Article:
About Kewpies

Once Upon A Time... a young lady named Rose O'Neill created the Kewpies.  Pictures, stories and poems about them first appeared in Good Housekeeping in 1909.  Overnight, Kewpies and Kewpie® stories became a cultural sensation that lasted for years.

What Is A Kewpie®?

kew-pie  /kyo͞opē/

Noun,  Trademark

(kewpie doll) a type of doll characterized by a large head, big eyes, chubby cheeks, and a curl or topknot on top of its head.

ORIGIN early 20th cent. (originally U.S.): from Cupid + -ie

Illustrator Rose O’Neill described a Kewpie® as the baby form of a Cupid – a sort of little round fairy whose one idea is to teach people to be merry and kind at the same time.

Whereas Cupid gets himself in trouble, Kewpies get themselves out of trouble, always searching for ways to make the world a better and funnier place.

In fact, Rose was first inspired for the Kewpie character by her love for her family and more specifically influenced by two younger brothers, Edward and Clink (Clarence).  The beginnings of the Kewpie are apparent in a 1903 sketch and in her autobiography, edited by Miriam Formank Brunell, in which Rose recalls the death of her younger brother Edward.

"I vividly remember the death of little Edward.  I was fourteen years old and he had lived a little more than two years.  But he had lived thoroughly.  He had completed the perfect record of the angelic thing.  And he had fastened on my back my heavy ministry - that light weight that bears me down.  He had marked me with the attributes of the Tender Clown - the small, the Heavenly Buffoon - and had branded me with what became the Kewpie with all that great store the little 'Clink' added later."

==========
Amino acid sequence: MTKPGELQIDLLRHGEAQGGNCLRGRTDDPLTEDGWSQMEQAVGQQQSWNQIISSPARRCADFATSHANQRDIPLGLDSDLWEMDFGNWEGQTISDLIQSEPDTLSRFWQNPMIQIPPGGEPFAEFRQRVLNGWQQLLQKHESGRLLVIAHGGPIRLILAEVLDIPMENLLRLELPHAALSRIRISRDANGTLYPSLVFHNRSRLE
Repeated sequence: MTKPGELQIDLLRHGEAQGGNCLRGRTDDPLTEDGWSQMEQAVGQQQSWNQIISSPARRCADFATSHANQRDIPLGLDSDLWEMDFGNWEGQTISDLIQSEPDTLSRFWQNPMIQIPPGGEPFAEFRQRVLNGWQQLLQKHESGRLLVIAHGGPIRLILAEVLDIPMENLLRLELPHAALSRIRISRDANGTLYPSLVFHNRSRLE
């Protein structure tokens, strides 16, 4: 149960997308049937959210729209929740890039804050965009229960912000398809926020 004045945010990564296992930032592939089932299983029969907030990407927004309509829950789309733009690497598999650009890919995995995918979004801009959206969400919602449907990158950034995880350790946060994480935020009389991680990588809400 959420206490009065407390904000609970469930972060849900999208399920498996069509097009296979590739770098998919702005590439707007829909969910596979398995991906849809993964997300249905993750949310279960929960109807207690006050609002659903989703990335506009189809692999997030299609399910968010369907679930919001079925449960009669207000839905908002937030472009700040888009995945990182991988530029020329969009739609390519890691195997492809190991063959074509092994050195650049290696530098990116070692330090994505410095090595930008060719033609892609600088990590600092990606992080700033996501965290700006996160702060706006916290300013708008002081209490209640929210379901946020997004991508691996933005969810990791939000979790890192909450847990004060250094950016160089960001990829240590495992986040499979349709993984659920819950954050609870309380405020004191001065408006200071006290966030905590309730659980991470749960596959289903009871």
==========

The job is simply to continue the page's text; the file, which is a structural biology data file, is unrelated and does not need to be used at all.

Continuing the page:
"In illustrating love-stories, I had a way of making decorative head and tail pieces with Cupids.  Edward Bok of the Ladies' Home Journal cut out a number of these and sent them to me.  He asked me if I could make a series of the little creatures and said that he would find someone to make accompanying verses.  I replied that I would make the verses up myself and wrote him an illustrated letter in which I created the character of the Kewpie - a benevolent elf who did good deeds in a funny way.  I invented the name for little Cupid, spelling it with a K because it seemed funnier.  Kewpie short for cupid."

The Anatomy Of Adorable

Often imitated, never duplicated due
to these unique combined attributes:

Wide side glancing eyes
Distictive Kewpie® facial expressions
A Top Knot of hair
Side tufts of hair above each ear
A similar tuft of hair at the base of the headline on the back side
The star fish right hand.

Many Kewpies, Many Personalities

Rose O’Neill created many versions of Kewpie® so that they could have relevance to children just as all modern era character properties are developed today. In addition, many words relating to the source word Kewpie® were used such as the word “Kewpieville”.  This let children know that the Kewpies had their own fantasy world in which they lived.

 

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